B2B payments should be speedy and simple, but the process is often so slow and plagued by poor data that those in the industry could be forgiven for wondering if it had been cursed.
A new wave of FinTech startups is vying to vanquish these curses and usher in an age of faster, more affordable and simply more useful payments. What’s more, they want to wrap the transactions in data to reduce business costs and set companies at ease, showing them their money is moving just as it should be.
nanopay is among the would-be wizards hoping to help achieve this quest. To aid its efforts, the six-year-old Canadian payments technology startup is equipped with a B2B payments platform and API.
In a recent interview with PYMNTS, nanopay founder and CEO Laurence Cooke explained how the company is using those tools to serve the payment needs of businesses of all sizes, and shared his vision for the future.
“[Currently] payments are slow, prone to fraud and very expensive,” Cooke said. “We wanted to build something that was better, faster, cheaper and, importantly, data-rich.”
The Toronto-based company is taking aim at what it sees as slow transaction speeds, seeking instead to bring near real-time transactions into play and targeting the lack of tracking and other data on payments. The latter is particularly key for enabling straight-through processing, which Cooke said is appealing to both small and large businesses that can then skip accountant costs.
nanopay was founded in 2012 from an idea to turn a telecom billing system into a transactions engine and achieve more affordable, faster processing. Today, its offerings include a B2B payments platform that supports domestic Canadian payments. The company seeks soon to support cross-border payments between its home country and India, China and the U.S.
Conquering the Cross-Border Market
For most service providers, the challenge is not just getting the infrastructure up and running, but also getting both the payer and payee on board to adopt the technology. To sidestep that issue, Cooke said nanopay focuses on integrating with players that already work with the payer and payee.
For instance, the company collaborated with channel partners, which provides the entire supply chain and invoices to both parties in a transaction and delivers approximately two billion invoices annually. With the partnership in place, nanopay does not need to try to sign up each partner involved in those invoices. Instead, it gets involved by adding payments capabilities to the existing service.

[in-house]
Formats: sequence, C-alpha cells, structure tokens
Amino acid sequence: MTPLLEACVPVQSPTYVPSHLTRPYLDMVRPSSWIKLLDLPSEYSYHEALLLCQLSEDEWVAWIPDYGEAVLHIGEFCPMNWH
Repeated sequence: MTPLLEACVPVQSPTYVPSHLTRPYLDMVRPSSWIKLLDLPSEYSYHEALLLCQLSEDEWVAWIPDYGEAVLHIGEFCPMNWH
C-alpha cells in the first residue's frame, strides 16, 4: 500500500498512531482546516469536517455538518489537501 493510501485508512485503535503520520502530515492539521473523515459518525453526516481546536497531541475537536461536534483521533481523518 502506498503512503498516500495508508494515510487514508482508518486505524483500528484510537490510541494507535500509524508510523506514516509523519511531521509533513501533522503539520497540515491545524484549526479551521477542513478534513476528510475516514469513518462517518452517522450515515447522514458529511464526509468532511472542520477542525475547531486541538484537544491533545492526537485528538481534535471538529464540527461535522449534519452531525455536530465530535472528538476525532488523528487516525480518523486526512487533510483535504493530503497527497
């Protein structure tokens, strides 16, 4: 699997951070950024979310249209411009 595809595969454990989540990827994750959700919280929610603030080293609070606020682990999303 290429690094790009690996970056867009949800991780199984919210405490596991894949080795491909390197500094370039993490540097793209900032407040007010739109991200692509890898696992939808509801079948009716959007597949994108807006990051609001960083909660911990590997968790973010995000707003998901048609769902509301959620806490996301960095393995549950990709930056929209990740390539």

nanopay also offers an integration process that can be finished in just a few days. This is done in part by providing an API rather than hardware that needs to be placed on premise, Cooke explained. The company works with corporations, banks and other FIs with older systems that can be difficult to manipulate and integrate with API s. To meet their needs, the company offers an API that can be adjusted to fit the institution’s existing datasets.
As such, its partners “don’t need to hire an army of COBOL programmers to interface with [an] API,” Cooke said. They can instead simply adjust the API itself to work for them.
The company is currently making big moves to expand its international payment capabilities, and it’s using a similar approach to its adoption strategy – namely, trying to reduce the number of players who need to interact to get things moving.
While traditional cross-border processes can entail hundreds of banks doing their own due diligence on each other, nanopay instead is forging “ecosystem- level” deals in India and China. That means banks must only do due diligence on one entity. The company’s international payment strategy also relies on using local payment rails.
Future Quests: Cryptocurrency and API
Cooke expects cryptocurrency to be increasingly important as the company continues to grow. He isn’t talking about bitcoin, though, with its sweeping value changes that are the nature of the beast. Instead, he anticipates country-backed digital currencies, issued by central banks, to emerge in the next two to five years – something like a digital sterling or digital U.S. dollar.
The two main forms this could take include a central registry-based model – which would be useful for quick, efficient transactions and larger sums – and a distributed model that allows for offline transactions and is better suited for low-value sums.
Regardless of which emerges victorious, Cooke believes nanopay is poised to serve both. It can handle central registry-based transactions in about one to three milliseconds, and it offers offline transactions in which the value is held locally – say, on a mobile phone, integrated circuit or smart card – and with a transaction speed of about 20 to 23 milliseconds. That slower time results from the need for higher levels of cryptography and more CPU processing.
Cooke foresees banks becoming increasingly API-driven, and that data in banks will become owned and controlled by the original consumer.
This will be a boon to businesses, which will then be able to obtain the data needed to automate their processes without having to give away sensitive bank account passwords and user ID information to third parties. Cooke feels nanopay will further smooth the way to businesses’ data access in the future, embedding that data with payments for straight-through processing and allowing it to automatically reconcile with the business’ bank.
While the company is currently focused on services such as cross-border and B2B, Cooke said long-term goals include achieving next-generation real-time rails based on digital cash and use cases in capital markets. For now, though, nanopay has other dragons to slay before taking on those quests.
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